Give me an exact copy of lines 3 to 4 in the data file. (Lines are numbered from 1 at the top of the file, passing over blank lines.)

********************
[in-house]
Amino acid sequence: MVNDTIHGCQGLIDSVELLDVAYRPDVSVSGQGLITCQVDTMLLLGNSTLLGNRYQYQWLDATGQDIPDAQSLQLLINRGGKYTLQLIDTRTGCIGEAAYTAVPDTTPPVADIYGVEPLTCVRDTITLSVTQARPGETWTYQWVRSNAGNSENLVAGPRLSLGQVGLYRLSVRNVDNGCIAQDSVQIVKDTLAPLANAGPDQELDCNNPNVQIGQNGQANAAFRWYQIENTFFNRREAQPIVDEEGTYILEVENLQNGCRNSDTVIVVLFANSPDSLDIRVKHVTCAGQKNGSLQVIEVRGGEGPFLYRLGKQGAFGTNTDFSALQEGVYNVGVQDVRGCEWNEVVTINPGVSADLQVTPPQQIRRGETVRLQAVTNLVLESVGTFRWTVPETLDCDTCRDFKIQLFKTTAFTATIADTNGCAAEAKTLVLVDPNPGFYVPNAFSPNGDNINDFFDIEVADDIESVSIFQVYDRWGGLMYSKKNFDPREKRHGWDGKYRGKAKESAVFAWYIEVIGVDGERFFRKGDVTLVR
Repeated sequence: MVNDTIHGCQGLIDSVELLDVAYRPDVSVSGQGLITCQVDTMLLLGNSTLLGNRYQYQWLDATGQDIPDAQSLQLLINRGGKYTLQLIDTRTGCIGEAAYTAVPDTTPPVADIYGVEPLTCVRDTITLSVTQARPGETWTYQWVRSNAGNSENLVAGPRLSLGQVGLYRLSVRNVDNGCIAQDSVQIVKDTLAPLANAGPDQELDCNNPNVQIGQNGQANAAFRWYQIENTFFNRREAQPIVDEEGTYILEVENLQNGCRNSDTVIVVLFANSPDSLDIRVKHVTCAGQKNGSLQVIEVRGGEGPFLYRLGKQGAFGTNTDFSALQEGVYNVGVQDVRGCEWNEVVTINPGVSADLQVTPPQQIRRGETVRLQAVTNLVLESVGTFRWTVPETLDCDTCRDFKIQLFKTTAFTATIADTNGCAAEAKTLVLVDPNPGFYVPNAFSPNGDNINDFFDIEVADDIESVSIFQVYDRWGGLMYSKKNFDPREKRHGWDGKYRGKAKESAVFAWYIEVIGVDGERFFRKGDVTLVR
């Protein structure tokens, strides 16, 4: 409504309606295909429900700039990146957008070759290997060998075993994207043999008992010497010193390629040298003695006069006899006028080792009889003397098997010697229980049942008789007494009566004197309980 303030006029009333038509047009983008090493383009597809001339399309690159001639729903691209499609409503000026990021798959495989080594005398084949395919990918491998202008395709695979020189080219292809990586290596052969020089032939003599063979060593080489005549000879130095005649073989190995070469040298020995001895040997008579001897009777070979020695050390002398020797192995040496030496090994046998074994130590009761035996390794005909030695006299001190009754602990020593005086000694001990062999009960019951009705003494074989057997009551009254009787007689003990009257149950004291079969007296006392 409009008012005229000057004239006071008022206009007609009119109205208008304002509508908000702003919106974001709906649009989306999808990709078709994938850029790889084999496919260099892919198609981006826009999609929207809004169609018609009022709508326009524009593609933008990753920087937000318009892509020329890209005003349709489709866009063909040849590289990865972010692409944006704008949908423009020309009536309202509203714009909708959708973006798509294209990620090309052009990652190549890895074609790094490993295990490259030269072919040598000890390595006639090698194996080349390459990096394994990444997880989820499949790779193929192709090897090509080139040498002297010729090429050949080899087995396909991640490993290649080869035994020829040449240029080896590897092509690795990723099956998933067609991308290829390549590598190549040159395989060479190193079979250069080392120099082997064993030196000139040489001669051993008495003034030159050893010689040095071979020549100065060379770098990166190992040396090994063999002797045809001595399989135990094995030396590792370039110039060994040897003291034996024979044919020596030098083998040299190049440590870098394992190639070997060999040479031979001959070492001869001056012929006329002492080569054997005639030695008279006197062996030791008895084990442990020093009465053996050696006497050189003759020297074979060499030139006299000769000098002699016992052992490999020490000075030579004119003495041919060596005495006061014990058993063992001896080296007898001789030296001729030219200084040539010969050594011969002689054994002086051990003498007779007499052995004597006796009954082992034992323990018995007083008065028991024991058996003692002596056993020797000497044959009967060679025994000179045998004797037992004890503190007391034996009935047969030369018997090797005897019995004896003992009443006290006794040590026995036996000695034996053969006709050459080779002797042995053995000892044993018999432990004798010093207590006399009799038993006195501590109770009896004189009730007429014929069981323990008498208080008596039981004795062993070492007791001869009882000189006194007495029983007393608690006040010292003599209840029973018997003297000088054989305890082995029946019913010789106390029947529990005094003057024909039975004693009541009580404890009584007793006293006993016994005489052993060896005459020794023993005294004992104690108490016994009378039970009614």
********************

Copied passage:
Repeated sequence: MVNDTIHGCQGLIDSVELLDVAYRPDVSVSGQGLITCQVDTMLLLGNSTLLGNRYQYQWLDATGQDIPDAQSLQLLINRGGKYTLQLIDTRTGCIGEAAYTAVPDTTPPVADIYGVEPLTCVRDTITLSVTQARPGETWTYQWVRSNAGNSENLVAGPRLSLGQVGLYRLSVRNVDNGCIAQDSVQIVKDTLAPLANAGPDQELDCNNPNVQIGQNGQANAAFRWYQIENTFFNRREAQPIVDEEGTYILEVENLQNGCRNSDTVIVVLFANSPDSLDIRVKHVTCAGQKNGSLQVIEVRGGEGPFLYRLGKQGAFGTNTDFSALQEGVYNVGVQDVRGCEWNEVVTINPGVSADLQVTPPQQIRRGETVRLQAVTNLVLESVGTFRWTVPETLDCDTCRDFKIQLFKTTAFTATIADTNGCAAEAKTLVLVDPNPGFYVPNAFSPNGDNINDFFDIEVADDIESVSIFQVYDRWGGLMYSKKNFDPREKRHGWDGKYRGKAKESAVFAWYIEVIGVDGERFFRKGDVTLVR
């Protein structure tokens, strides 16, 4: 409504309606295909429900700039990146957008070759290997060998075993994207043999008992010497010193390629040298003695006069006899006028080792009889003397098997010697229980049942008789007494009566004197309980 303030006029009333038509047009983008090493383009597809001339399309690159001639729903691209499609409503000026990021798959495989080594005398084949395919990918491998202008395709695979020189080219292809990586290596052969020089032939003599063979060593080489005549000879130095005649073989190995070469040298020995001895040997008579001897009777070979020695050390002398020797192995040496030496090994046998074994130590009761035996390794005909030695006299001190009754602990020593005086000694001990062999009960019951009705003494074989057997009551009254009787007689003990009257149950004291079969007296006392 409009008012005229000057004239006071008022206009007609009119109205208008304002509508908000702003919106974001709906649009989306999808990709078709994938850029790889084999496919260099892919198609981006826009999609929207809004169609018609009022709508326009524009593609933008990753920087937000318009892509020329890209005003349709489709866009063909040849590289990865972010692409944006704008949908423009020309009536309202509203714009909708959708973006798509294209990620090309052009990652190549890895074609790094490993295990490259030269072919040598000890390595006639090698194996080349390459990096394994990444997880989820499949790779193929192709090897090509080139040498002297010729090429050949080899087995396909991640490993290649080869035994020829040449240029080896590897092509690795990723099956998933067609991308290829390549590598190549040159395989060479190193079979250069080392120099082997064993030196000139040489001669051993008495003034030159050893010689040095071979020549100065060379770098990166190992040396090994063999002797045809001595399989135990094995030396590792370039110039060994040897003291034996024979044919020596030098083998040299190049440590870098394992190639070997060999040479031979001959070492001869001056012929006329002492080569054997005639030695008279006197062996030791008895084990442990020093009465053996050696006497050189003759020297074979060499030139006299000769000098002699016992052992490999020490000075030579004119003495041919060596005495006061014990058993063992001896080296007898001789030296001729030219200084040539010969050594011969002689054994002086051990003498007779007499052995004597006796009954082992034992323990018995007083008065028991024991058996003692002596056993020797000497044959009967060679025994000179045998004797037992004890503190007391034996009935047969030369018997090797005897019995004896003992009443006290006794040590026995036996000695034996053969006709050459080779002797042995053995000892044993018999432990004798010093207590006399009799038993006195501590109770009896004189009730007429014929069981323990008498208080008596039981004795062993070492007791001869009882000189006194007495029983007393608690006040010292003599209840029973018997003297000088054989305890082995029946019913010789106390029947529990005094003057024909039975004693009541009580404890009584007793006293006993016994005489052993060896005459020794023993005294004992104690108490016994009378039970009614």